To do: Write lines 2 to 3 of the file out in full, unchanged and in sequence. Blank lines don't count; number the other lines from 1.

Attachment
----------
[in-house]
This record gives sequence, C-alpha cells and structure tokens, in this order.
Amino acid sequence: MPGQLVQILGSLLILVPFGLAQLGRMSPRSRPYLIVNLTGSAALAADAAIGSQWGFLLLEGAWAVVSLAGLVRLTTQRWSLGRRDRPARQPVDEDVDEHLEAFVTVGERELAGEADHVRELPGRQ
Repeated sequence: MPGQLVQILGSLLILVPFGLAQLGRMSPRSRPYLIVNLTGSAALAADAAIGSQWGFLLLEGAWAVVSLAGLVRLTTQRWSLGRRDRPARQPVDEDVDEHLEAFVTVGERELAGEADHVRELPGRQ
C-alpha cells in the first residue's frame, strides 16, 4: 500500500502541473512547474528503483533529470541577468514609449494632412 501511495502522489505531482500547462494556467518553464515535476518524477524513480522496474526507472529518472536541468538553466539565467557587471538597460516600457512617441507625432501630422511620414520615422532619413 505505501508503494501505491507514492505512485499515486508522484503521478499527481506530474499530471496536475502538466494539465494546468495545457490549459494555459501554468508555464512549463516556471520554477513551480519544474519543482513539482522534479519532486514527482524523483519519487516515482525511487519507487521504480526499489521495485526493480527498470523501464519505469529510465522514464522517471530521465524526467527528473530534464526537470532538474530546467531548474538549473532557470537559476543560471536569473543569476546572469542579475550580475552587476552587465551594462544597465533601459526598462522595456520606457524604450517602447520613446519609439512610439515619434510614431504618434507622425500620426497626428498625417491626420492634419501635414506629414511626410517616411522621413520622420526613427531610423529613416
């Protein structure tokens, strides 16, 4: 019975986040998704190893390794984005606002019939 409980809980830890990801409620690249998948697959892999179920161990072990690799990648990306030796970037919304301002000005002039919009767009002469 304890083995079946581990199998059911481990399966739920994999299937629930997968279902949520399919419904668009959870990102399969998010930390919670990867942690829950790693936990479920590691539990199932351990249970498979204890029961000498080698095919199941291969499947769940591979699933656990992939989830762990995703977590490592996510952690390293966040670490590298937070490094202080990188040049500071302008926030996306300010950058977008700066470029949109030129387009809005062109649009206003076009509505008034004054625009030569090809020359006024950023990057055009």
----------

This record gives sequence, C-alpha cells and structure tokens, in this order.
Amino acid sequence: MPGQLVQILGSLLILVPFGLAQLGRMSPRSRPYLIVNLTGSAALAADAAIGSQWGFLLLEGAWAVVSLAGLVRLTTQRWSLGRRDRPARQPVDEDVDEHLEAFVTVGERELAGEADHVRELPGRQ